Energy System Training with the AirBike

OPEX Athlete using the Assault bike

How To Apply Basic Energy System Training Principles to the AirBike

If you’ve ever used the AirBike you’ll know what a versatile, reliable training tool it is. Before incorporating it into your client’s program, there are a few energy system principles you’ll need to learn.

(Coach’s Resource: If you’ve never programmed for the AirBike or program for it daily, our course Programming for the Airbike is your one-stop shop for all of the information you need to create AirBike progressions and includes sample programming.)   

Assess Your Client’s Needs

Before you can begin programming for the AirBike you need to test your client’s work capacity. James FitzGerald utilizes three specific tests to assess each energy system. Coaches should progress their clients through the aerobic test, then the alactic test, followed by the lactic test — progressing to each subsequent test when a client performs well.

Our coaches use the OPEX Work Assessment 10-minute max calories on the AirBike test to see where their client’s aerobic system sits. This test gives coaches a numerical value for a client’s work capacity allowing them to measure improvements over time. We cover the test used for the alactic and lactic energy systems in this course.

Use The Assessment to Program Progressive Training

With your client’s assessment on the AirBike complete, you should have a good sense of the client’s current fitness abilities. If the client’s aerobic capacity (OPEX Sustain) needs work, realize you can’t just start anywhere. To build your client’s aerobic system you’ll need to progress them from endurance to power on the bike.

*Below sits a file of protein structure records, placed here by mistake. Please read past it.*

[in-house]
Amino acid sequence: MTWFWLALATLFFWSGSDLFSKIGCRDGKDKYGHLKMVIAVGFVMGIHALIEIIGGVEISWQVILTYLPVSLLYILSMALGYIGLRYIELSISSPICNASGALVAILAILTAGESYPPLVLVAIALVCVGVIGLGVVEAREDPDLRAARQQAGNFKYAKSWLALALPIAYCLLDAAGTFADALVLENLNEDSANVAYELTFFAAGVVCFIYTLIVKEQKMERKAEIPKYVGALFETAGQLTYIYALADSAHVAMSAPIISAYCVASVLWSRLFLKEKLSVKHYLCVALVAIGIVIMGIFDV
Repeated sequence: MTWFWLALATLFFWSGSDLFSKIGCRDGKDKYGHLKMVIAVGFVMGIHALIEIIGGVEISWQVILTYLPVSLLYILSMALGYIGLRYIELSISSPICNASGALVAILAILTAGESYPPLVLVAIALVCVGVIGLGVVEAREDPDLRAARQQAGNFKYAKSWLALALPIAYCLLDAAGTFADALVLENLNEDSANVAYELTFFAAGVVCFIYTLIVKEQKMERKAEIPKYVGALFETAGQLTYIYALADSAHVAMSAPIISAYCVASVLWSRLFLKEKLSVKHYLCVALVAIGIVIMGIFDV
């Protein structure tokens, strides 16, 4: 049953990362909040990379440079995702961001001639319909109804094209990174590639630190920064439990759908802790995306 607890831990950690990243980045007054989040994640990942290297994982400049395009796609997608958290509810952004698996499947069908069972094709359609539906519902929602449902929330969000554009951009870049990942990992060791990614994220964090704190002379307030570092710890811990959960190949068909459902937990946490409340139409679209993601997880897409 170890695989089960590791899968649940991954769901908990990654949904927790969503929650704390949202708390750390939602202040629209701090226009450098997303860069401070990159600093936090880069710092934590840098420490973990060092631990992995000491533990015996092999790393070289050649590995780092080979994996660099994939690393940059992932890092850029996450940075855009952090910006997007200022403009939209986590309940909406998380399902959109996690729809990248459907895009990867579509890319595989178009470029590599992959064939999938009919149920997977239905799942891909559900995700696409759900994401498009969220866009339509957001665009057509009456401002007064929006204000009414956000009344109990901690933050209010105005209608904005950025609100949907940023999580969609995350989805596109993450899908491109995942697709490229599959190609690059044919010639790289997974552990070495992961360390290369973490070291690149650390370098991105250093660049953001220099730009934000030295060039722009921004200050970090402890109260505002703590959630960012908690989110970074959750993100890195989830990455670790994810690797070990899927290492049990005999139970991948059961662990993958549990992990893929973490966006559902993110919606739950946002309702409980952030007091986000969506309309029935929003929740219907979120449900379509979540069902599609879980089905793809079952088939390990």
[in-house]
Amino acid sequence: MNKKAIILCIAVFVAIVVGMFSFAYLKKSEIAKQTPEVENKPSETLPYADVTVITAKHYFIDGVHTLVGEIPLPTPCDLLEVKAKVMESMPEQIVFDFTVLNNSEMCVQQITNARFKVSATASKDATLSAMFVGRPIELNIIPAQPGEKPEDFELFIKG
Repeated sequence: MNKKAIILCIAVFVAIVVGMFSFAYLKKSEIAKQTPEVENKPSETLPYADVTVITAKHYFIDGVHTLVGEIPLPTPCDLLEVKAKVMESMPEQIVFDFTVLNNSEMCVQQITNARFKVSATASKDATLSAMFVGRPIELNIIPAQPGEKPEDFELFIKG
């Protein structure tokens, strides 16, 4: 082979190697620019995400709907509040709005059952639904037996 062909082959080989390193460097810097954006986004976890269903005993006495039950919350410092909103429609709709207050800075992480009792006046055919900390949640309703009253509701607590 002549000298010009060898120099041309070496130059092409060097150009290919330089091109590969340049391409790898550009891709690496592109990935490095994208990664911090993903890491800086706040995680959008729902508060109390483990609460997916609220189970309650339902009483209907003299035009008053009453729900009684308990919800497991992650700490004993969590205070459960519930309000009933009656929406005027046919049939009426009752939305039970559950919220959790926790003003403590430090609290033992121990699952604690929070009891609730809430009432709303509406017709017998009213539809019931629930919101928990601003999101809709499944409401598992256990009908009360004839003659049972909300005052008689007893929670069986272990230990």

Aerobic system training (endurance to power) would start at a slow pace, improving that pace over time and once a certain volume is reached, increasing that pace. OPEX coaches are taught that the aerobic system is the base for all systems and must be maximized (in relation to the client’s goal) before progressing to the next two systems. Progressive programming would often follow this work theory:

  1. Slow
  2. Slow + Moderate
  3. Slow + Moderate + Harder
  4. Slow + Moderate + Harder + Hardest
  5. Slow + Moderate + Harder + Hardest + Race

Learn how to create these type of progressive programs and work off sample programs with this course.

Understanding these basic energy system principles will give you the tools needed to program the AirBike for your client’s unique goals. To truly master Energy System Training, you need to understand all three energy systems: alactic (OPEX Gain), lactic (OPEX Pain), and aerobic (OPEX Sustain). Develop your understanding of Energy System Training with our three-hour course Programming for the AirBike in which James FitzGerald explains the principles of each system through 20 video chapters and includes sample programming.

 

Buy Now

 

(Visited 381 times, 1 visits today)

Leave a Reply

Your email address will not be published. Required fields are marked *

X